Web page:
The religions developed rules, practices, sacred spaces, organizations around a particular end: Union with God. By reclaiming the word religion, I am saying that to engage in a spiritual practice it is inevitable that it take a certain form, usually embedded in a certain tradition of practitioners who know something about how to ‘play.’ To take spiritual practice seriously is to behave religiously. To take the spiritual life seriously, you should probably listen to people who have done it before you. You wouldn’t show up to a football game with bat, or try to tackle a fellow marathon runner.
Another objection is that some religious people really aren’t that spiritual. I would whole heartedly agree with this criticism of religion. Sometimes we become so obsessed with the rules of the sport that we forget to have fun. In light of this, many have left formal religious affiliation opting instead for a generalized spirituality. I sympathize with those who have been bored by religion, and especially those who have been hurt by it. I am not making excuses for religious abuse. One friend who I deeply respect wrote: “Because I’m not religious, I’ve been trying to assert for years that I’m not spiritual, because I had this same dualistic conception. But now I’m just being honest with myself, that for better or worse, as ridiculous as it is, I am spiritual, even without a religion.”
I have no quarrel with this statement, or this very common journey. I understand that when one no longer identifies with a particular religious institution, we might therefore assume that we are no longer religious. Sure, I feel safe in Christian religion and spirituality, but what about those who do not have a tradition, or who have needed to leave one? This is an important and difficult question. I would simply ask, what do we mean by spiritual as a state of being? As I have defined it above, spirituality is a thing we do, not something we are or feel. To BE spiritual is like saying that I AM baseball. I would be interested to know what folks mean when they say that they ARE spiritual outside of what they DO that makes them feel that way. I am arguing analogically that religion is the sport of seeking union with God and that spirituality is suit of rules, spaces and techniques we engage in to achieve that state. I am calling religion to a deeper engagement with its spiritual practices, and spirituality to a deeper honoring of its own religiosity.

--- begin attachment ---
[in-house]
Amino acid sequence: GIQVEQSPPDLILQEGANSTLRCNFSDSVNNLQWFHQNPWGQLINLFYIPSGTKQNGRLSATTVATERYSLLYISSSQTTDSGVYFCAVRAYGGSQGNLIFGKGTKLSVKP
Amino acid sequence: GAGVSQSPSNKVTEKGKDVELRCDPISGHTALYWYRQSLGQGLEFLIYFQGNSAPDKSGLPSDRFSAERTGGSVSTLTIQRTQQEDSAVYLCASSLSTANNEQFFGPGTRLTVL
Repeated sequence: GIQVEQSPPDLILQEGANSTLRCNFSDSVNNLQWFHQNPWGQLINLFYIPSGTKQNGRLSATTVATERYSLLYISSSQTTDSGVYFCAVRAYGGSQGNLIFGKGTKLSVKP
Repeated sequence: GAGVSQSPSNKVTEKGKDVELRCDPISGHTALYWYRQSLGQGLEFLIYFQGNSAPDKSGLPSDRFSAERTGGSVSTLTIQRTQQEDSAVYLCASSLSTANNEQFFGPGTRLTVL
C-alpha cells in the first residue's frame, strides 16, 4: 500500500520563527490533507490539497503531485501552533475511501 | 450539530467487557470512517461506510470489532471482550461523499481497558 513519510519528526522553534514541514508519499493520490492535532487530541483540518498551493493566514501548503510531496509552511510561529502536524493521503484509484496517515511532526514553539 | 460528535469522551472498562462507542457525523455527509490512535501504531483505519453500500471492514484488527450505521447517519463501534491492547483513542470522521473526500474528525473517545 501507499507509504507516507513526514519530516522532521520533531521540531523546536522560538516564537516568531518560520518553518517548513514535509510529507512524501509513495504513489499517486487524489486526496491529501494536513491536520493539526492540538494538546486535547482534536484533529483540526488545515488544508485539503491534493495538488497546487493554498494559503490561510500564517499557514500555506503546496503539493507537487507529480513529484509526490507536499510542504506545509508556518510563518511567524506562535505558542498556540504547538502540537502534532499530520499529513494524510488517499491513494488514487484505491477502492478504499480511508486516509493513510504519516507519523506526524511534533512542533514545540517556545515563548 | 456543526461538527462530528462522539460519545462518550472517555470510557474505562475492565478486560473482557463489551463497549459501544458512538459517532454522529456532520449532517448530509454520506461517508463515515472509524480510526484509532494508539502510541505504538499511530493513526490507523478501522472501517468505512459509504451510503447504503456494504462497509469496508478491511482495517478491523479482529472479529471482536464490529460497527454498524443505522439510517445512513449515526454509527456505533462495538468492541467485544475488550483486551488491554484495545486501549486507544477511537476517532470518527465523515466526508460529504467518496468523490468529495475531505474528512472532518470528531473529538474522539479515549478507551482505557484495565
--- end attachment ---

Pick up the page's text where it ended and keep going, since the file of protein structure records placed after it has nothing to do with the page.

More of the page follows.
Done right, religion, as a universal human phenomenon, leads us into a deeper spirituality that transcends but does not render obsolete religious traditions and structures. Our most beloved spiritual leaders, poets, mystics, etc. have each been rooted, tethered, loyal to particular religious traditions. Rumi is a classic example, of a poet who has found an international and interfaith audience, but whose actual life was deeply rooted in his Muslim faith. The Sufi orders are Muslims first.
From where I stand, the danger of an untethered spiritual identity is twofold: First, it is easily assimilated into a capitalist framework of identity marketing, and second, it then reinforces rather than breaks down our obsession with self, body image, ego and pleasure. Spirituality is not a sensibility, a lifestyle or an identity; it is a practice in which one engages to deepen one’s awareness of God and the Transcendent dimension of existence. Like practicing sports, it can sometimes be difficult, painful and fraught with challenges.
For those of you who identify as spiritual but not religious I would simply say that I love you. I have so much to learn from you. If my analogy still doesn’t convince you then let’s keep talking. I think words like religion and spirituality should mean something, and I want to know what they mean to you. I continue to identify as both spiritual and religious, but this does not mean I am any better at playing the game than the rest of you. I am often very discouraged by just how bad I am at it! But I love this game, I want to know God. These days, the field is getting more and more sparse; please, come and play.